1 t bottled grated ginger
1 T sesame oil
2 T olive oil
2 T lime juice

1. Cook the noodles in boiling water for about 2 minutes. Drain and run under cold running water.
2. Whisk sauce together in a large mixing bowl.
3. Add broccoli and noodles to the bowl, stir and serve.

*To quickly steam broccoli in the microwave, place it in a bowl with a small amount of water and cover the bowl with plastic wrap. Pierce the wrap a couple of times with a fork, and microwave on high for 2 minutes. Let sit covered for about 2 more minutes.

Saturday, May 9, 2009

From the vault: - Dancing Queen

I was looking at hand cream in Essence of Life Organics in Kensington Market when a woman came up to me and said "do you like to wear combs in your hair when you dance?" I said "when I dance?" and she said "you know, like...around..." And I said "no, not really." She said "cool" and walked away.

Sunday, May 3, 2009

Sardine fritter cakes

This recipe is partly based on my mother-in-law's recipe for sardine fritters. Traditionally, fritters are made with salt cod, however, my husband doesn't like salt fish, so my mother-in-law started using canned sardines instead. The recipe is also based on Maritime-style cod cakes, which I've cooked and eaten with a few people in my life. They seem to be quite common across the east coast in Canada, as I've come across them in families from Newfoundland, Cape Breton and PEI. Again, cod cakes are made with salt cod, and with the addition of mashed potato, and otherwise they are quite similar. In Jamaican homes, they seem to be eaten as more of an appetizer or snack, while in the Maritimes you will likely see them as the main part of meal, often served with fried potatos and onions.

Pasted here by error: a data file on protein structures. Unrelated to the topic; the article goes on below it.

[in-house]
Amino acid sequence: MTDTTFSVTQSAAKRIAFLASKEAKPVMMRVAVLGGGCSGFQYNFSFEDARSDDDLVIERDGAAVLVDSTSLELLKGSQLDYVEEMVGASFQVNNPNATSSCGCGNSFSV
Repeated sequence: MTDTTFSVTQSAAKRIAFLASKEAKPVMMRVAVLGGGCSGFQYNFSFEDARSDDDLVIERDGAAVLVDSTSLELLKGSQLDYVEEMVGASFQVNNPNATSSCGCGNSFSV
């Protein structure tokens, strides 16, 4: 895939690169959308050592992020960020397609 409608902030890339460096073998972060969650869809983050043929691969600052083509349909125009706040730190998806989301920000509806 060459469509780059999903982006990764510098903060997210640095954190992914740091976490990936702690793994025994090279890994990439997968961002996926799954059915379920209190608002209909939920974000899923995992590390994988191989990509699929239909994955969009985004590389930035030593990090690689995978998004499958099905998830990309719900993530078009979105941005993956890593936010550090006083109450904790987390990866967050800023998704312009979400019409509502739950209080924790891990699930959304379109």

1 can sardines packed in water
1.5 cups flour*
1 egg
1 cup mashed potato*
1 small chopped onion or 2-3 chopped spring onion (I always use spring onion)
1 TBSP chili garlic paste*
2 TBSP lime juice
salt and pepper

1. Drain the sardines and mash with a fork in a mixing bowl.
2. Mix in the egg, lime juice and chili garlic paste if using.
3. Mix in the flour and potato.
4. Heat about 1" of oil in a large frying pan.
5. Drop mixture by the spoonful* into the oil and flatten slightly with a fork.
6. Fry until browned plus a minute or two, flip and do the same on the other side.
7. Blot on paper towel and serve.


Flour - I've been using Robin Hood Nutri-Blend, which is white flour mixed with wheat bran. It tastes and behaves like white flour, with twice the fibre.

Mashed potato - if you don't have any leftovers, you can steam a potato in the microwave for about 5 minutes and mash it with a fork

Chili Garlic Sauce - this goes into 80% of my cooking, it adds a nice spice and garlic flavour to your dishes, you can find it in the Chinese foods section of most grocery stores

Spooning - I like to use an ice cream scoop to spoon out batter. It works well for things like pancakes, and also for baking things like muffins. It keeps each one a uniform size so they are all ready at the same time.